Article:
The New Eco-friendly Server: ECOSIA

Can you contribute to fighting climate change while using your cellphone? Ecosia says you can.

Ecosia is a search engine based in Berlin. It was founded in 2009 by Christian Kroll. How does it work? When you search a website with Ecosia, the ads generate income for Ecosia, which are used to plant trees. It takes about 45 searches to “have enough money” to plant a tree.

Ecosia.org is a certified B corporation that donates 80% or more of its profits to non-profit organizations that focus on reforestation. The tree-planting project is unique and it is supporting different countries on four continents. According to Ecosia, each search on their site removes approximately 1kg of CO₂ from the atmosphere.

Ecosia has become popular in the past 11 years. The 8 million active users gave Ecosia a total revenue of about CAD $13 million. The website maintains a running total of the number of trees planted: over 88 million trees were planted at time of publication.

Ecosia has a completely transparent policy: each user can easily check the Ecosia monthly financial report and follow where the income is invested. Kroll doesn’t want to profit from the server. According to Wikipedia, founder Christian Kroll announced that he has given part of his shares over to the Purpose Foundation. As a result, Kroll and his co-owner Tim Schumacher gave up their right to sell Ecosia or take any profits out of the company.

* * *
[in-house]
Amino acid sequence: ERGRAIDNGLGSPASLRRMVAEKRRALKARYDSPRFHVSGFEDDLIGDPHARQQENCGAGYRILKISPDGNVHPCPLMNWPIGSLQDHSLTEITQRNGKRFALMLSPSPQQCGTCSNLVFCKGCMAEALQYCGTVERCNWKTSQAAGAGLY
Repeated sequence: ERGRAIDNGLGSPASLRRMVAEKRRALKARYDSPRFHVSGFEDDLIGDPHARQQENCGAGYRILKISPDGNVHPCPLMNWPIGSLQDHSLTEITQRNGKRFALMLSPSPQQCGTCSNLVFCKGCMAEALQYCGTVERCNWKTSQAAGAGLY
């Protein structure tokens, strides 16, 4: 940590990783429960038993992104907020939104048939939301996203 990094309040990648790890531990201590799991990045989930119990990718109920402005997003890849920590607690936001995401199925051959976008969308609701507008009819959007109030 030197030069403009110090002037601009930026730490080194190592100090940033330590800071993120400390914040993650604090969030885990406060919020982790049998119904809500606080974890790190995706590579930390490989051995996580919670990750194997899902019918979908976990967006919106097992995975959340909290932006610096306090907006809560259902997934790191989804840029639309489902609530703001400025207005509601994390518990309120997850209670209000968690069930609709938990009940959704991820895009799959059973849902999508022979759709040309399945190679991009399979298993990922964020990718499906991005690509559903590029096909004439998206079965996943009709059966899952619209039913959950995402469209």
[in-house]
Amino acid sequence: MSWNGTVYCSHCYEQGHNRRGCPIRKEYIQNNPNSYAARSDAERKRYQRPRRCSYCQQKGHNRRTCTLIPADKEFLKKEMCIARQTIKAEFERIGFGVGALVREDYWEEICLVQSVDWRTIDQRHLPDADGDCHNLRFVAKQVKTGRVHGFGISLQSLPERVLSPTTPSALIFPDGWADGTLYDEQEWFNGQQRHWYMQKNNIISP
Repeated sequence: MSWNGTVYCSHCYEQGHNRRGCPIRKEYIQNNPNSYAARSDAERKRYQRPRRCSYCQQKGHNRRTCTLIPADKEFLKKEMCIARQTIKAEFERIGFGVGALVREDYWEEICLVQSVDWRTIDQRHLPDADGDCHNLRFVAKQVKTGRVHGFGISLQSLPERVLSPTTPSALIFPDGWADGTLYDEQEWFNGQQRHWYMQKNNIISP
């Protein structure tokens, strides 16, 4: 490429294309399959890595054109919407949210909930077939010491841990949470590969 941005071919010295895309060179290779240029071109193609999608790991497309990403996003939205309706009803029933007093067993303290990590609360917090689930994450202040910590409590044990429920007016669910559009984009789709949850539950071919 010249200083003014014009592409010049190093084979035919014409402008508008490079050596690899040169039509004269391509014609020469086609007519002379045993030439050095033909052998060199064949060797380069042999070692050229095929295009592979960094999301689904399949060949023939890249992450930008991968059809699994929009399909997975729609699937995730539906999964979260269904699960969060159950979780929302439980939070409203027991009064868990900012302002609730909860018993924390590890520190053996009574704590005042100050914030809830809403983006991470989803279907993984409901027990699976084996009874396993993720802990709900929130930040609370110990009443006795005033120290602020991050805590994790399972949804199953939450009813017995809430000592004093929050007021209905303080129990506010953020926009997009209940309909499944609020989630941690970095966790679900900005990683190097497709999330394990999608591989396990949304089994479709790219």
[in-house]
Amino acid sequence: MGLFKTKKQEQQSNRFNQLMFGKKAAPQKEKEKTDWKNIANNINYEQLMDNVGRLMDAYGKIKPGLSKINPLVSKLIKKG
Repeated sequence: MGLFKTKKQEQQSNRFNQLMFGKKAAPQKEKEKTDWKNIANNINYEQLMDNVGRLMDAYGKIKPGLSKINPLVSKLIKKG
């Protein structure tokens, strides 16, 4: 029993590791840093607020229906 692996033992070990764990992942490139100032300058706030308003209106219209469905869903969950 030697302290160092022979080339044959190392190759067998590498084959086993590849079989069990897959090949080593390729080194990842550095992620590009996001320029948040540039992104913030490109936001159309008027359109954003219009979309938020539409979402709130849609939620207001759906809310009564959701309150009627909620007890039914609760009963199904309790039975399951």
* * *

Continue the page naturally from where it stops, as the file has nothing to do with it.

The trees Ecosia is helping to plant have many environmental benefits, such as preventing erosion, restoring the soil, or creating new livable habitats for animals. About every 0.8sec, Ecosia plants a tree somewhere around the world with the income from searches on their site. The environment is the main purpose of this search engine. This is also the reason why their servers are totally run with renewable energy, making Ecosia a CO₂ neutral company. Ecosia is building new solar plants as its user base grows.

Ecosia is a free alternative to Google. If it was as big as Google, it could absorb 15% of all global CO₂ emissions, through funding the planting of trees.

Kroll has said, “We as a society must decide if we want to destroy not just our nature but also the chance of survival for the coming generations, and if we’re going to start building up ecosystems again.”

We should reflect on and understand our lifestyles. Ask yourself how can you help and what can you change in your routine: maybe there is something as easy to do as use a new browser. The change depends on us, the change is us. Adding many small acts, we can make the difference.

by Alice Barlaam

March 19, 2020

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Published by Alice Barlaam

Alice Barlaam is a 12th grade International Italian student at Sir John A. MacDonald High School in Halifax.

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